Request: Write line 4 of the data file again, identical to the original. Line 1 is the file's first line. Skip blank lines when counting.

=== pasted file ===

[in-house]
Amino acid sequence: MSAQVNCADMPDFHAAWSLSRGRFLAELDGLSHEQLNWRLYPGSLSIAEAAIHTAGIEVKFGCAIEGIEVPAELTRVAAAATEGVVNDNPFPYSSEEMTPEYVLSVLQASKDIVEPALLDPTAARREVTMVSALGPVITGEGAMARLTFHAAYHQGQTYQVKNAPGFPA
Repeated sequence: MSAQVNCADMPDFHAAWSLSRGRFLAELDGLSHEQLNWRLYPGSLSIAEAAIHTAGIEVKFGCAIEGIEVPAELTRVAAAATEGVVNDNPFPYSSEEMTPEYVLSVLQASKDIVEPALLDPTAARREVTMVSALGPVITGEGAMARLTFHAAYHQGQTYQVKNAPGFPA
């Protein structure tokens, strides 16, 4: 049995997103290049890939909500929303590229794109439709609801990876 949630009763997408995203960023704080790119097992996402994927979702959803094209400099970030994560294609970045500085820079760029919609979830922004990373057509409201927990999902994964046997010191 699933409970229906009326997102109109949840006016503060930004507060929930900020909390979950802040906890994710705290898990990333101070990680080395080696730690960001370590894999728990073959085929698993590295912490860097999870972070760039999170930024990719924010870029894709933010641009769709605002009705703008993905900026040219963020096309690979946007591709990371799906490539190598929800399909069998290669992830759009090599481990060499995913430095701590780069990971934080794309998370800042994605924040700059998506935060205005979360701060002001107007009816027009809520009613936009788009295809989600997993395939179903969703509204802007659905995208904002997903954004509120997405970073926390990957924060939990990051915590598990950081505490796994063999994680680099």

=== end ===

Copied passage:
């Protein structure tokens, strides 16, 4: 049995997103290049890939909500929303590229794109439709609801990876 949630009763997408995203960023704080790119097992996402994927979702959803094209400099970030994560294609970045500085820079760029919609979830922004990373057509409201927990999902994964046997010191 699933409970229906009326997102109109949840006016503060930004507060929930900020909390979950802040906890994710705290898990990333101070990680080395080696730690960001370590894999728990073959085929698993590295912490860097999870972070760039999170930024990719924010870029894709933010641009769709605002009705703008993905900026040219963020096309690979946007591709990371799906490539190598929800399909069998290669992830759009090599481990060499995913430095701590780069990971934080794309998370800042994605924040700059998506935060205005979360701060002001107007009816027009809520009613936009788009295809989600997993395939179903969703509204802007659905995208904002997903954004509120997405970073926390990957924060939990990051915590598990950081505490796994063999994680680099």